Their main idea was to exploit their players’ pace, who had an advantage over the opposition, and to pull the rivals’ defensive line high up the pitch so they could have a wider space to attempt their runs in behind. They commonly emptied room for their full-backs who were the ones overlapping down the flanks and providing extra attacking options in the opponent’s half.
The offensive players of Calleja’s side tended to lower themselves in order to drag the direct guards with them closer to the half-way line, which often enabled Alberto Moreno on one side, and Ruben Peña on the other to cash in on the open room behind the defenders’ backs.
That wasn’t the only pattern Villarreal used to skip the play in the midfield, as they time and again addressed long balls to either Ekambi or Moreno. Those passes were mostly the diagonal balls attempted from the defenders with a clear idea of getting out of pressure, while still securing second balls after those were sent.
As it is shown above, the Cameroon striker was the target of the long passes, and he also frequently had the support of the midfielders and other forwards who provided him with play-continuance options. The example in the picture also portraits the common situation where the attacker was searched in the inner-corridor close to the middle of the field, but that was just one of the two most used options for them.
The other one was when the Yellow Submarine tried to fast break the high positioned opposition with the long balls sent over the defensive line. Villarreal’s plan was to exploit the speed advantage their strikers had over the centre-backs who left plenty of space behind their backs, which lead into a lot of alike passes sent to the two guys playing up front.
Moreno was the one that enabled those fast breaks, positioning himself “on the edge” and using his pace and agility to his favour. He attempted runs from the central areas as much as from the wide positions, and he also had pass options embodied in Peña and Cazorla who were tracking the actions well, always backing up their striker.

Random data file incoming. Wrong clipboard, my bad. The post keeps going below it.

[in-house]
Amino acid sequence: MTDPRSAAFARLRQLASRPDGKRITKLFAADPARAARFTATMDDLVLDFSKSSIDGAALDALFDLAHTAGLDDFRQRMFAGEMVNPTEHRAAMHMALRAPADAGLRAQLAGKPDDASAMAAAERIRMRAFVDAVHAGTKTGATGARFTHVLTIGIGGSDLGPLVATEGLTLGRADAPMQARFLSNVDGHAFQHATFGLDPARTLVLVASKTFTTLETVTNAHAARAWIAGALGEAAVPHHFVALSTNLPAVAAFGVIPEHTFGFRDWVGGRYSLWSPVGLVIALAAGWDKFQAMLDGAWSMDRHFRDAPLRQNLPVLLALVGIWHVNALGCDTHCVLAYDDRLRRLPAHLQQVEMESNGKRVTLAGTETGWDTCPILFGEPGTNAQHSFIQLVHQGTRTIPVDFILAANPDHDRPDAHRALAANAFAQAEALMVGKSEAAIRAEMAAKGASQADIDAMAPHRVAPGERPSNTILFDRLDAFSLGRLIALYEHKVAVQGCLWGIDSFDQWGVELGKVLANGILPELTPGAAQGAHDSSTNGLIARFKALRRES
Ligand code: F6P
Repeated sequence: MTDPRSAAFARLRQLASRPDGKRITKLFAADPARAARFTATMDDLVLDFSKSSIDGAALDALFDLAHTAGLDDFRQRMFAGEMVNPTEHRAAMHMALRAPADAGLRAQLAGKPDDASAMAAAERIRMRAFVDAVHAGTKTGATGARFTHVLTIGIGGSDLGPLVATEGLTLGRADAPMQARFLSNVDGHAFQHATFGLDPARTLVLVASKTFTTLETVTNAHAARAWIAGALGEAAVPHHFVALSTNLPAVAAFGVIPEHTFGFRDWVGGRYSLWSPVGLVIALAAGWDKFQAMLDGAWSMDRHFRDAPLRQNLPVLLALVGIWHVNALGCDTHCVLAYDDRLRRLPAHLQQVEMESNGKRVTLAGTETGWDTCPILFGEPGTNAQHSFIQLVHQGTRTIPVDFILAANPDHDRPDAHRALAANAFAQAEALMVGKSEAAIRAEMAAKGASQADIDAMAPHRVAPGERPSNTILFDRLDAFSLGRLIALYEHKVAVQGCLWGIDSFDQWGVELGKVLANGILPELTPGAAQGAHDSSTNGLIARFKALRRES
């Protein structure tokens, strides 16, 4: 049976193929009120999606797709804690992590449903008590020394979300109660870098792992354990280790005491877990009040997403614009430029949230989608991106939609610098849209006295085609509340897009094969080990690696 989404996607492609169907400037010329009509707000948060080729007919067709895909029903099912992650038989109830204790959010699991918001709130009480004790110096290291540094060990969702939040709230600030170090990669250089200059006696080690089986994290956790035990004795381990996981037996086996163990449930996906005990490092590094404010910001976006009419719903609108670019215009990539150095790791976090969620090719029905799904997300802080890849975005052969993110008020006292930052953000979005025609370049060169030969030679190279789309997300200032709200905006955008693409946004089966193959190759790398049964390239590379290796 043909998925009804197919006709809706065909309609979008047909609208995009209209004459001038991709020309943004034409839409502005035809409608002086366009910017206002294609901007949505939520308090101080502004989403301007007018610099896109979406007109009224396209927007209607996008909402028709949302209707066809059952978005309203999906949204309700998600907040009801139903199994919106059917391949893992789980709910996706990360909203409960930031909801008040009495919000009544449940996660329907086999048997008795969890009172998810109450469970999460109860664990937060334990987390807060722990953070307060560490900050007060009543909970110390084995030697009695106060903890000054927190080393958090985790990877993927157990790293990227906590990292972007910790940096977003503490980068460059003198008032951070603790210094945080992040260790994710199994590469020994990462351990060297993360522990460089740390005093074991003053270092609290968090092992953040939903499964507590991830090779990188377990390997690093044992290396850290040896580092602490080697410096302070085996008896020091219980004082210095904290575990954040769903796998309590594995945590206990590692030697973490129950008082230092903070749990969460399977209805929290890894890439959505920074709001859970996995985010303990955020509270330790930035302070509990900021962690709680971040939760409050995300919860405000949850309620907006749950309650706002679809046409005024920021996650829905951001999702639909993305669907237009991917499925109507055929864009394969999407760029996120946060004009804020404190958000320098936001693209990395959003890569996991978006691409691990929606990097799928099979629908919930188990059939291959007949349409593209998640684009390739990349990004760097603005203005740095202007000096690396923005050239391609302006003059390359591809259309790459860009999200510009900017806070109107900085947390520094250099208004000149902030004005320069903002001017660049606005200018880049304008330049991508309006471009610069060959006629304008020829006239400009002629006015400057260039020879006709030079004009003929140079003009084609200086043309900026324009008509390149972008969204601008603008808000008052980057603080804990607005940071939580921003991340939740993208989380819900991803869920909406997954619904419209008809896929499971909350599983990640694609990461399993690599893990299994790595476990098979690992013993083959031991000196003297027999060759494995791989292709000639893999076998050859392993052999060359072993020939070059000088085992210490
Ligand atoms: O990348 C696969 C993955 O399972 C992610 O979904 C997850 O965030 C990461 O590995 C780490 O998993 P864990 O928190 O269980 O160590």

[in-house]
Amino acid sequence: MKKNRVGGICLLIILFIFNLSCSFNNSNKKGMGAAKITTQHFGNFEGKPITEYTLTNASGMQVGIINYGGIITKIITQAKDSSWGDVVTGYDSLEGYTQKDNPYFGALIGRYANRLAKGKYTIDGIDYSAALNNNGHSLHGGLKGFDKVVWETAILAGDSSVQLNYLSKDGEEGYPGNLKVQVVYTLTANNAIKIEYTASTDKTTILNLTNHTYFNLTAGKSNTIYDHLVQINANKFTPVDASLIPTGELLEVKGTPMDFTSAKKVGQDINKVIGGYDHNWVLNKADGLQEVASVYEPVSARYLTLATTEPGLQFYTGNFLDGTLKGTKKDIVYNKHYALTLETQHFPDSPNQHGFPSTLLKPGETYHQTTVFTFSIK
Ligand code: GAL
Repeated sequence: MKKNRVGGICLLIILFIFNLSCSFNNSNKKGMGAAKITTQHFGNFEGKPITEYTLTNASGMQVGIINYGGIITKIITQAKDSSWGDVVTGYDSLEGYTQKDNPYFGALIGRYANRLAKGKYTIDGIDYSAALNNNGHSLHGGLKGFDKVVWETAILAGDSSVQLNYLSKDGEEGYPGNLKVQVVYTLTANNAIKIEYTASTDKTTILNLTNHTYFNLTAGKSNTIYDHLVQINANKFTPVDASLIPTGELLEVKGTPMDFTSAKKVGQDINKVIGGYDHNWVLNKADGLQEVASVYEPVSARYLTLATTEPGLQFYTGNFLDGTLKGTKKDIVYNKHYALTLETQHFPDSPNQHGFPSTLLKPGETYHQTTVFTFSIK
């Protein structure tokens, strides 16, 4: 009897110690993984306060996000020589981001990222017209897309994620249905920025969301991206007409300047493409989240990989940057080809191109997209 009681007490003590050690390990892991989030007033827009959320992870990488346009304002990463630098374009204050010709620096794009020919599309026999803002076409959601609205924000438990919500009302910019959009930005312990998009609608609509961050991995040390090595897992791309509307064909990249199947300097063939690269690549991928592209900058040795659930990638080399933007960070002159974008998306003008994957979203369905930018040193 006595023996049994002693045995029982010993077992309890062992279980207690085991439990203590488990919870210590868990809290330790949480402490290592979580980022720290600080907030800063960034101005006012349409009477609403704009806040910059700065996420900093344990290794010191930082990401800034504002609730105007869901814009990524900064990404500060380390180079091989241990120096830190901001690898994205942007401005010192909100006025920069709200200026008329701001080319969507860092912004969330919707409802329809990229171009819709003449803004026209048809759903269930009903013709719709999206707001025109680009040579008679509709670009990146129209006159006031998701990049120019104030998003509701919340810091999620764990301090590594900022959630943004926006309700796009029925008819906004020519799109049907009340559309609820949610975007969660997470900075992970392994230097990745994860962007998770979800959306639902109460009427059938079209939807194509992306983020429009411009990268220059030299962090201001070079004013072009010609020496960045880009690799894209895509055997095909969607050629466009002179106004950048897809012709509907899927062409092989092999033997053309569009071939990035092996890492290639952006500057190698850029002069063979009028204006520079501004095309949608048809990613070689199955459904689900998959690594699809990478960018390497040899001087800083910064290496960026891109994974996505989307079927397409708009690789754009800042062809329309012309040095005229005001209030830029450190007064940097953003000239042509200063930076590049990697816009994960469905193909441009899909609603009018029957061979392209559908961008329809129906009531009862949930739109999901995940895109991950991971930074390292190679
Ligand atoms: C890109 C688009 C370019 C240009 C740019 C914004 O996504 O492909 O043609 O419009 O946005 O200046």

Organised defence secured the win
Although Villarreal tended to play progressive and offensive through the opposition’s lines, none of that would happen if it wasn’t for their well-drilled out-of-possession structure. Their shape has experienced a lot of transformation when they were defending, as they commonly switched their attacking 4-3-3 into a hybrid 4-4-2, which looked tighter and was tougher to break.
Calleja’s idea is to narrow his team’s lines and to call opposition to play so they could counter and overpower them with their good transitive football. The visitors’ block was most usually set in the central zones of the pitch from where they were trying to put pressure on the defensive line if they saw a chance for it.
The pressing triggers for them were the balls played to wide defenders when the whole press-part of the team oriented themselves to the flank where they tried to win back possession.
As we can see, the away team pressurised Espanyol’s full-back next to the right-handed sideline which resulted in them getting the ball back. Key factors of their high-press game were the closing of the forward-passing lanes along with with the shutting the backwards options, which they did very well, maintaining the compactness of their defensive structure.
If the initial high-pressing out of the central zone hadn’t worked, they were dropping in the central-block once again committing into the narrow defensive setup they used until that moment. When they were organised in that area of the pitch, the main idea was to exclude the opponent’s midfielders out of the attack-organisation for the team from Barcelona, which they did by “caging” those players.
In the picture, you see how Villarreal’s players closed down the rival’s midfielders by creating a 5 v 2 situation in the central zone of the pitch. That lead Espanyol into skipping that area of the field and playing with long balls, which were easily closed by the visitors who had pretty good control over the second ball game.
As it was shown in this analysis, Villarreal came out with a win over Espanyol in a highly physical match which they decided with their good transitional play and securing of the dangerous zones. The struggle of Machín’s team continues since they once again haven’t got to the point(s), and they will go into the next round from the next-to-last spot on the ladder.
Calleja’s men have shown that they are close to getting in the right shape and that they could be a UEFA Champions League spot contender in this season if they carry on with similar performances.